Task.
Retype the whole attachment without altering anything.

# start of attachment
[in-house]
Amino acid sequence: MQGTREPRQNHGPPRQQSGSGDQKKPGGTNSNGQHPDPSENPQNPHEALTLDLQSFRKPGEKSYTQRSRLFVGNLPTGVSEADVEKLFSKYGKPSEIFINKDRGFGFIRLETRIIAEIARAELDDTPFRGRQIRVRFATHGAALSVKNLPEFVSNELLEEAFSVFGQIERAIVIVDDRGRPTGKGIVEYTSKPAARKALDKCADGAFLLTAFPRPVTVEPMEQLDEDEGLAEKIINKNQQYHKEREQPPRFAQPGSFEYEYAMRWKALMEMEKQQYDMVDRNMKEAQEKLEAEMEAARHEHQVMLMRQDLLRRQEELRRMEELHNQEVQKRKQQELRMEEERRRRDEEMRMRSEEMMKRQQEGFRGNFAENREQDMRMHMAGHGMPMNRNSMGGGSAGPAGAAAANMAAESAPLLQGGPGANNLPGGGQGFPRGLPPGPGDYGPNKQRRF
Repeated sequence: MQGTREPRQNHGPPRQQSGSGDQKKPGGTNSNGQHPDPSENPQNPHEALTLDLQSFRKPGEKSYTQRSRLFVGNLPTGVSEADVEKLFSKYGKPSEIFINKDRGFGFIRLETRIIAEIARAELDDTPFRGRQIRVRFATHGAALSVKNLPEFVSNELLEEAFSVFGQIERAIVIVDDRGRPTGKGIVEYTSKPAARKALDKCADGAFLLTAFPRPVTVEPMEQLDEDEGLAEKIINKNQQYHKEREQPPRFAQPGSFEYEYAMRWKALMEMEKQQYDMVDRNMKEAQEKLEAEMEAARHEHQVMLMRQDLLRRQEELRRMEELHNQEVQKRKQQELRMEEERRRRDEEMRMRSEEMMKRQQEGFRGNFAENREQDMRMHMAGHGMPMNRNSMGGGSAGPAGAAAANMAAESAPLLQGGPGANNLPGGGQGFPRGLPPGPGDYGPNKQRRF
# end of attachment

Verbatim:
[in-house]
Amino acid sequence: MQGTREPRQNHGPPRQQSGSGDQKKPGGTNSNGQHPDPSENPQNPHEALTLDLQSFRKPGEKSYTQRSRLFVGNLPTGVSEADVEKLFSKYGKPSEIFINKDRGFGFIRLETRIIAEIARAELDDTPFRGRQIRVRFATHGAALSVKNLPEFVSNELLEEAFSVFGQIERAIVIVDDRGRPTGKGIVEYTSKPAARKALDKCADGAFLLTAFPRPVTVEPMEQLDEDEGLAEKIINKNQQYHKEREQPPRFAQPGSFEYEYAMRWKALMEMEKQQYDMVDRNMKEAQEKLEAEMEAARHEHQVMLMRQDLLRRQEELRRMEELHNQEVQKRKQQELRMEEERRRRDEEMRMRSEEMMKRQQEGFRGNFAENREQDMRMHMAGHGMPMNRNSMGGGSAGPAGAAAANMAAESAPLLQGGPGANNLPGGGQGFPRGLPPGPGDYGPNKQRRF
Repeated sequence: MQGTREPRQNHGPPRQQSGSGDQKKPGGTNSNGQHPDPSENPQNPHEALTLDLQSFRKPGEKSYTQRSRLFVGNLPTGVSEADVEKLFSKYGKPSEIFINKDRGFGFIRLETRIIAEIARAELDDTPFRGRQIRVRFATHGAALSVKNLPEFVSNELLEEAFSVFGQIERAIVIVDDRGRPTGKGIVEYTSKPAARKALDKCADGAFLLTAFPRPVTVEPMEQLDEDEGLAEKIINKNQQYHKEREQPPRFAQPGSFEYEYAMRWKALMEMEKQQYDMVDRNMKEAQEKLEAEMEAARHEHQVMLMRQDLLRRQEELRRMEELHNQEVQKRKQQELRMEEERRRRDEEMRMRSEEMMKRQQEGFRGNFAENREQDMRMHMAGHGMPMNRNSMGGGSAGPAGAAAANMAAESAPLLQGGPGANNLPGGGQGFPRGLPPGPGDYGPNKQRRF